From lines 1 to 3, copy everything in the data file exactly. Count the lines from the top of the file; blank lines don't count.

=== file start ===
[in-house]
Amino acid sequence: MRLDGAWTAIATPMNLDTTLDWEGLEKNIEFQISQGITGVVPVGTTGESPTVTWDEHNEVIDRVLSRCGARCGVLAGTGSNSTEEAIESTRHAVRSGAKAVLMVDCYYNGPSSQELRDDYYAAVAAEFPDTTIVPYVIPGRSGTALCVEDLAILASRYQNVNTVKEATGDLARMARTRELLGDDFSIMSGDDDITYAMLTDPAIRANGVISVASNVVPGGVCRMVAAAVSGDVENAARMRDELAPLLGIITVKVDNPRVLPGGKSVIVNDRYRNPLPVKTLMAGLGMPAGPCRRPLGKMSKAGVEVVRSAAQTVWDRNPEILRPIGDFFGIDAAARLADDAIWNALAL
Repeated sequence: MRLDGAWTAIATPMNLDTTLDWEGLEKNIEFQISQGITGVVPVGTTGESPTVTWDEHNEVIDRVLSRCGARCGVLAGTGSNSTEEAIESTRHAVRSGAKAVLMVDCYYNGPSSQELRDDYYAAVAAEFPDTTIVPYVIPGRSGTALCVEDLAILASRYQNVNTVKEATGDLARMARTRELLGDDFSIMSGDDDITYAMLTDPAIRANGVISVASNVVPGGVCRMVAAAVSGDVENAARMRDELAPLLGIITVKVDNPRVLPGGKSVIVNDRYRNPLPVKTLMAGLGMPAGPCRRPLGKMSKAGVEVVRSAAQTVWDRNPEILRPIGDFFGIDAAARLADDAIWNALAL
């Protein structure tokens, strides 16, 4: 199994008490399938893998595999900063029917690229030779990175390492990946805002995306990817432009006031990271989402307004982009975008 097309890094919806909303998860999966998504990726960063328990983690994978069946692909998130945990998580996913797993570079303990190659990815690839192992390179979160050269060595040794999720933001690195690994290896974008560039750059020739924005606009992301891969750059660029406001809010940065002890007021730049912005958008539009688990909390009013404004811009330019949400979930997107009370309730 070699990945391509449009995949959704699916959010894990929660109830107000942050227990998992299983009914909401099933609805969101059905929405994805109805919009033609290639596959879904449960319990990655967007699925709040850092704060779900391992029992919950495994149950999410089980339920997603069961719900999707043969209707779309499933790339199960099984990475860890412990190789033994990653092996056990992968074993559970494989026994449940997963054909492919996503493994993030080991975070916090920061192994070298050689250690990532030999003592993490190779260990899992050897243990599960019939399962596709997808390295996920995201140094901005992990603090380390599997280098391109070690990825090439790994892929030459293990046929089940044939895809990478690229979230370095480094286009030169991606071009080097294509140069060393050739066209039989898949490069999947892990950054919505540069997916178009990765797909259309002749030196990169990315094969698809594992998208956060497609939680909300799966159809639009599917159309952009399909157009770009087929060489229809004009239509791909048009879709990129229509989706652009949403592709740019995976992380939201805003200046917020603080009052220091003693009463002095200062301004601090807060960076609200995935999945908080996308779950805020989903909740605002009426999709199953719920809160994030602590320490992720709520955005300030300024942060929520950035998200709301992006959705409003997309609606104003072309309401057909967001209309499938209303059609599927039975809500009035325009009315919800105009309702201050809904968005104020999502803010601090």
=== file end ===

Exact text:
[in-house]
Amino acid sequence: MRLDGAWTAIATPMNLDTTLDWEGLEKNIEFQISQGITGVVPVGTTGESPTVTWDEHNEVIDRVLSRCGARCGVLAGTGSNSTEEAIESTRHAVRSGAKAVLMVDCYYNGPSSQELRDDYYAAVAAEFPDTTIVPYVIPGRSGTALCVEDLAILASRYQNVNTVKEATGDLARMARTRELLGDDFSIMSGDDDITYAMLTDPAIRANGVISVASNVVPGGVCRMVAAAVSGDVENAARMRDELAPLLGIITVKVDNPRVLPGGKSVIVNDRYRNPLPVKTLMAGLGMPAGPCRRPLGKMSKAGVEVVRSAAQTVWDRNPEILRPIGDFFGIDAAARLADDAIWNALAL
Repeated sequence: MRLDGAWTAIATPMNLDTTLDWEGLEKNIEFQISQGITGVVPVGTTGESPTVTWDEHNEVIDRVLSRCGARCGVLAGTGSNSTEEAIESTRHAVRSGAKAVLMVDCYYNGPSSQELRDDYYAAVAAEFPDTTIVPYVIPGRSGTALCVEDLAILASRYQNVNTVKEATGDLARMARTRELLGDDFSIMSGDDDITYAMLTDPAIRANGVISVASNVVPGGVCRMVAAAVSGDVENAARMRDELAPLLGIITVKVDNPRVLPGGKSVIVNDRYRNPLPVKTLMAGLGMPAGPCRRPLGKMSKAGVEVVRSAAQTVWDRNPEILRPIGDFFGIDAAARLADDAIWNALAL